While many New Years Resolutions begin with "I will," Sankapla begins with "I am" or "I deserve," "I manifest," "I release," "I invite," and so forth It's not a request, it's a statement of truth.  Some examples of Sankalpa:

"I am healthy and whole, just as I am."

"I deserve positive relationships."

"I release fear and anxiety over that which is beyond my control."

"I give and receive love freely."

"I treat myself and others with compassion."

Once you have formulated your Sankapla, repeat it to yourself --with conviction! --three times. You are planting the send of truth into your mind, body, and spirit. It is already happening!  Having this awareness, every conscious choice you make is an opportunity to strengthen the truth of your Sankalpa and become who you have always been.  

Make sure to visit the Calendar tab on the website to keep up on my class offerings, and know that I am always open to your feedback, questions, and customized private sessions.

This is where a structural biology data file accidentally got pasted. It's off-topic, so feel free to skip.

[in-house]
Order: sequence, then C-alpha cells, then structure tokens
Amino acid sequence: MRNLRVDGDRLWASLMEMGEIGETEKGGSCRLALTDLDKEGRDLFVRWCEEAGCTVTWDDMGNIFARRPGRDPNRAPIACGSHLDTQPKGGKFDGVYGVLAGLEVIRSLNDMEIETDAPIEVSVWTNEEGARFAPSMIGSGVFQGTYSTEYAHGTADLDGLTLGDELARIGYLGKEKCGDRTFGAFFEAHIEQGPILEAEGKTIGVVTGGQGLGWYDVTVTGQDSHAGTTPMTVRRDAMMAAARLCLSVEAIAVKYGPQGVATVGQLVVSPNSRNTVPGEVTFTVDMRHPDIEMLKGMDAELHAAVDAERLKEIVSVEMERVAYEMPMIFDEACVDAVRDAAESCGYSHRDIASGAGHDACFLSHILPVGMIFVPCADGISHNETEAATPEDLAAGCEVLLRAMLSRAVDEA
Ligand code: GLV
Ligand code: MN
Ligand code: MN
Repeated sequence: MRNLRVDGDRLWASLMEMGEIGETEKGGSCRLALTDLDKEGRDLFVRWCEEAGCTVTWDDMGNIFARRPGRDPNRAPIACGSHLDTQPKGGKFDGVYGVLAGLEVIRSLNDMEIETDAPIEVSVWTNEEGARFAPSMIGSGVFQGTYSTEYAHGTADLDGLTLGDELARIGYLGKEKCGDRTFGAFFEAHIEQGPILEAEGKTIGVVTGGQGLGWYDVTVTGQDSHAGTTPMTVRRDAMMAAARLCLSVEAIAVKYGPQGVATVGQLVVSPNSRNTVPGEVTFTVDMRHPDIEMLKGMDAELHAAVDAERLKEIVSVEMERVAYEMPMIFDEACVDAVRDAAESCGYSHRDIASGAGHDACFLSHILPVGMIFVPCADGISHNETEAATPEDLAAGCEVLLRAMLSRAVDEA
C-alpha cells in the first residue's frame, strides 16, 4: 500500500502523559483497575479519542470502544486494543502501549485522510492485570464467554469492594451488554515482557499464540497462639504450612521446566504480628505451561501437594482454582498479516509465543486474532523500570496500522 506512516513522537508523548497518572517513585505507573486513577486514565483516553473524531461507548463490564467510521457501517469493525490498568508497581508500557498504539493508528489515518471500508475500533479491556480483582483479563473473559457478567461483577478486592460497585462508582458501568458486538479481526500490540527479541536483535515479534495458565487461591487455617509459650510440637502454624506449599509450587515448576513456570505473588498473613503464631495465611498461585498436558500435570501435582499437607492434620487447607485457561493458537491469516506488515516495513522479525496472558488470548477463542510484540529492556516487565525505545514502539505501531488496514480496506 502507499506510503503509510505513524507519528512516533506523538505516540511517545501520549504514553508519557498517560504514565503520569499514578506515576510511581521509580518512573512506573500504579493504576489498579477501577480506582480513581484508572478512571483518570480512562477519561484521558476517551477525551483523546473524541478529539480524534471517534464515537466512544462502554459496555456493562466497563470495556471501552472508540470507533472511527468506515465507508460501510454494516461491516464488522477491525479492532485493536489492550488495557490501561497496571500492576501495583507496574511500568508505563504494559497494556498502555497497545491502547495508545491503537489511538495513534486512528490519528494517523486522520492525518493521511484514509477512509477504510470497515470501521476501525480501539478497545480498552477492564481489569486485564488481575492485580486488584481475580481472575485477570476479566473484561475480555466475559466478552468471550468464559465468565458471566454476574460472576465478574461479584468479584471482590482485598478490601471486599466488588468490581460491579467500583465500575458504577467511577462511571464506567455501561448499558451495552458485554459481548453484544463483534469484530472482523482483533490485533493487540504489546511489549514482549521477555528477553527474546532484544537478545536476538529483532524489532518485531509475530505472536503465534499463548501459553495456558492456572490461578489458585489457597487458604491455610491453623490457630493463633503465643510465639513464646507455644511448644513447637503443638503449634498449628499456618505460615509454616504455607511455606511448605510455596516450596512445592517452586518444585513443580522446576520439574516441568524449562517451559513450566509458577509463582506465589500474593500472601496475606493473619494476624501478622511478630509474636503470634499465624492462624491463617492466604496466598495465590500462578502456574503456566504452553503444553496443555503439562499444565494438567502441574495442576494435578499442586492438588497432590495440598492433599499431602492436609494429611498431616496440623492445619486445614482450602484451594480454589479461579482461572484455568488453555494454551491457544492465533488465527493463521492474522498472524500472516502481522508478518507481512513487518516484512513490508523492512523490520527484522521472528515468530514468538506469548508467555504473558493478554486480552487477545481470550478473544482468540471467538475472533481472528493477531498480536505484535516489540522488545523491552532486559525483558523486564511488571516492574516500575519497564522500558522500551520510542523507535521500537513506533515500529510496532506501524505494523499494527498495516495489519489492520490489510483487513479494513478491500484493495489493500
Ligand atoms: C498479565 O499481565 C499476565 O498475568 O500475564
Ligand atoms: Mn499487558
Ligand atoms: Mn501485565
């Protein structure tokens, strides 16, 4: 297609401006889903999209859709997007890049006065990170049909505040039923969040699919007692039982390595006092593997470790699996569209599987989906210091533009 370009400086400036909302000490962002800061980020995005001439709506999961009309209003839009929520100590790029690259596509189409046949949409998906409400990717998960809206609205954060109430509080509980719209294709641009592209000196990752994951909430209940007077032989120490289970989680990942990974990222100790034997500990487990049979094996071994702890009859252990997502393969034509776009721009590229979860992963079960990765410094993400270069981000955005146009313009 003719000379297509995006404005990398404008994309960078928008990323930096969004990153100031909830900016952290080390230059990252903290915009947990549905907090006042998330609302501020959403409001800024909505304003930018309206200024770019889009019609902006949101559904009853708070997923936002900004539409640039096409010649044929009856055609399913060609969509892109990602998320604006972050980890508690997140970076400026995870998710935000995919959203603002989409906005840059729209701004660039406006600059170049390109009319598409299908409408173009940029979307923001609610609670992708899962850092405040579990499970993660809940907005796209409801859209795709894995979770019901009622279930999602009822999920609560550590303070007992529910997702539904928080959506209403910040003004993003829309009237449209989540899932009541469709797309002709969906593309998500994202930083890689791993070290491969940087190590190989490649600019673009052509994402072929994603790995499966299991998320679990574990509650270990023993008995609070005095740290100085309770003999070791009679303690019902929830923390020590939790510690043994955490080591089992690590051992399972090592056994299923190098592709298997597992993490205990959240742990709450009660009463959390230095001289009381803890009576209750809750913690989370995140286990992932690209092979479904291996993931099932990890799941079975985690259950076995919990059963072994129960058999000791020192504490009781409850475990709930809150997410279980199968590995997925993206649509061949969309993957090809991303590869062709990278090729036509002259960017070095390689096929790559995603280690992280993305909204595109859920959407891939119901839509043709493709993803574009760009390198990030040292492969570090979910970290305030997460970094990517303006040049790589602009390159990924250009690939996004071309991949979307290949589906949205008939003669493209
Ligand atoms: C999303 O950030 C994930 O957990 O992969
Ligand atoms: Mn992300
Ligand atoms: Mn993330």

May the New Year lead you ever closer to your true nature, your pure goodness, your Divine light.  Remember you are already who you need to be in order to fulfill your life's purpose.

 

 

 

Weekly Series: Journey Through the Koshas/Part 6: The Bliss Body (Anandamaya Kosha) and Beyond...

In Yoga Nidra meditation, we take a journey through they layers of our being, in order to reach the very center of the Self, our embodied Soul, thereby inviting and allowing healing and transformation to occur.  Each week, we have been exploring the five Koshas, or sheaths, which describe each layer f our being, from the outside in.  Through this perspective, we may bring balance to out body, breath, mind, wisdom, and spirit.  This week, we explore the Bliss Body, or Anandamaya Kosha, and go even beyond the Koshas to unified consciousness.